Poison Control is a very addictive third-person shooter which combines quirky Japanese humour with engaging gameplay. Although a lot of the Belles Hells you’ll venture through are very similar, making use of both the ‘human’ and Poisonette allows the gameplay to remain fresh and varied as you complete the set objectives, find the golden chests, and obtain your five golden tickets. The game is best played on the PlayStation 5, with only a single issue post-launch (which has a work-around), yet it does look and feel like it originated as a Switch or Vita title. Regardless, once you start playing Poison Control, on any platform, you’ll quickly become addicted and find it hard to put down until you’ve cleansed everyone’s hearts!
Although it may not be for everyone, I personally found Balan Wonderworld to be a delightful 3D platformer that is oozing with charm and fantastic visuals – especially the cutscenes. Some people may see the backtracking to collect costumes so you can progress in other stages as a negative, yet I enjoyed this as it reminded me of the LEGO games and it felt like I was always progressing. Some boss battles were a little tricky, and the unlocked third stages are harder than the previous two, but it’s a fair challenge that can be overcome with time and practice. My only issue is that the game is clearly one aimed at children, yet the consumable costumes and frustrating bosses may actually be a little too annoying and/or difficult for them to enjoy.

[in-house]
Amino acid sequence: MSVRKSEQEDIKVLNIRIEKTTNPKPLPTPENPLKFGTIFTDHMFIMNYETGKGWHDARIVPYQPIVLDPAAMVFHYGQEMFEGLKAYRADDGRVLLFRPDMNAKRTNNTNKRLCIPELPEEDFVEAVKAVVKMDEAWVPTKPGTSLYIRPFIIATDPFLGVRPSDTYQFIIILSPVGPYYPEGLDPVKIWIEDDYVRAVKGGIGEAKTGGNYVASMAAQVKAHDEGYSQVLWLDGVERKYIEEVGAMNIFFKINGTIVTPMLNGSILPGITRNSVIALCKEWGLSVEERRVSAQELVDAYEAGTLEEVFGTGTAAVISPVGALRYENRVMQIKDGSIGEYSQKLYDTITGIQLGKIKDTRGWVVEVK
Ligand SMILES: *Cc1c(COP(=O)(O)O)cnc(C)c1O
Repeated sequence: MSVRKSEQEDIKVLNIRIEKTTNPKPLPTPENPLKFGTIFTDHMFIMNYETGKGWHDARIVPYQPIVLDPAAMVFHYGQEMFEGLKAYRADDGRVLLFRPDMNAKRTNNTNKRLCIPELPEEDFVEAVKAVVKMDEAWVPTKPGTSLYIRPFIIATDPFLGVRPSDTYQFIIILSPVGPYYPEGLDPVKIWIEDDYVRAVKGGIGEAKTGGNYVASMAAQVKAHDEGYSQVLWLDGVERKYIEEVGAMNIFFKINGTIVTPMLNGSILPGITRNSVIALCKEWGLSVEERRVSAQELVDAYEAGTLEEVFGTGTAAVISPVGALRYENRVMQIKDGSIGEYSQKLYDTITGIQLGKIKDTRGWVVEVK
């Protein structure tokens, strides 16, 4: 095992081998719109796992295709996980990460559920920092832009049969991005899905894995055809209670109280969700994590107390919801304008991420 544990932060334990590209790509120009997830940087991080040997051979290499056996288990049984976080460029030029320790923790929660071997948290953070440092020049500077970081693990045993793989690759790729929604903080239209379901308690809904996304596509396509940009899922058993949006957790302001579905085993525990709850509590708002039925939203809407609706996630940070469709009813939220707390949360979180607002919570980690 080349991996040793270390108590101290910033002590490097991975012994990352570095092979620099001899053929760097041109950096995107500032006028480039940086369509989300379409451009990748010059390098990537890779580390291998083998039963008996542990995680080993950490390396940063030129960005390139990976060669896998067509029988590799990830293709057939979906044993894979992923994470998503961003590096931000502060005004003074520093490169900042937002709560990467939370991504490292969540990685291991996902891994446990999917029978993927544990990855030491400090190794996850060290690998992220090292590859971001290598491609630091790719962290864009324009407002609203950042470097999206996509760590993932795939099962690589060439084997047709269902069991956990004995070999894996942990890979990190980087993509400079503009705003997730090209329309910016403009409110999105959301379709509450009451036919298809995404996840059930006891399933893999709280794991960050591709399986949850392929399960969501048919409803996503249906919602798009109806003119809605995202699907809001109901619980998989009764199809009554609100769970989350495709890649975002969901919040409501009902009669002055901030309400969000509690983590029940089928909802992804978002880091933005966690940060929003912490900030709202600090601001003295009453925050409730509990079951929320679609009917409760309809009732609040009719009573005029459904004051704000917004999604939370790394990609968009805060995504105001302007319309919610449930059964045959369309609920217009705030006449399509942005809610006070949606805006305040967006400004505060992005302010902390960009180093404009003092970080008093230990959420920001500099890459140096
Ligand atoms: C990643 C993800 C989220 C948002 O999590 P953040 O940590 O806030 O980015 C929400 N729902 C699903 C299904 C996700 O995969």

If you’re looking for a family-friendly casual local co-op game to play with friends or family, Potion Party should be high on your list of candidates. It’s very addictive and rewarding, making money to spend on upgrades that allow you to obtain more money in return, gradually expanding and making the process more efficient. You can play the entire mini-campaign on your own or with others locally (or via Share Play), or face them competitively and see who’s the most agile alchemist.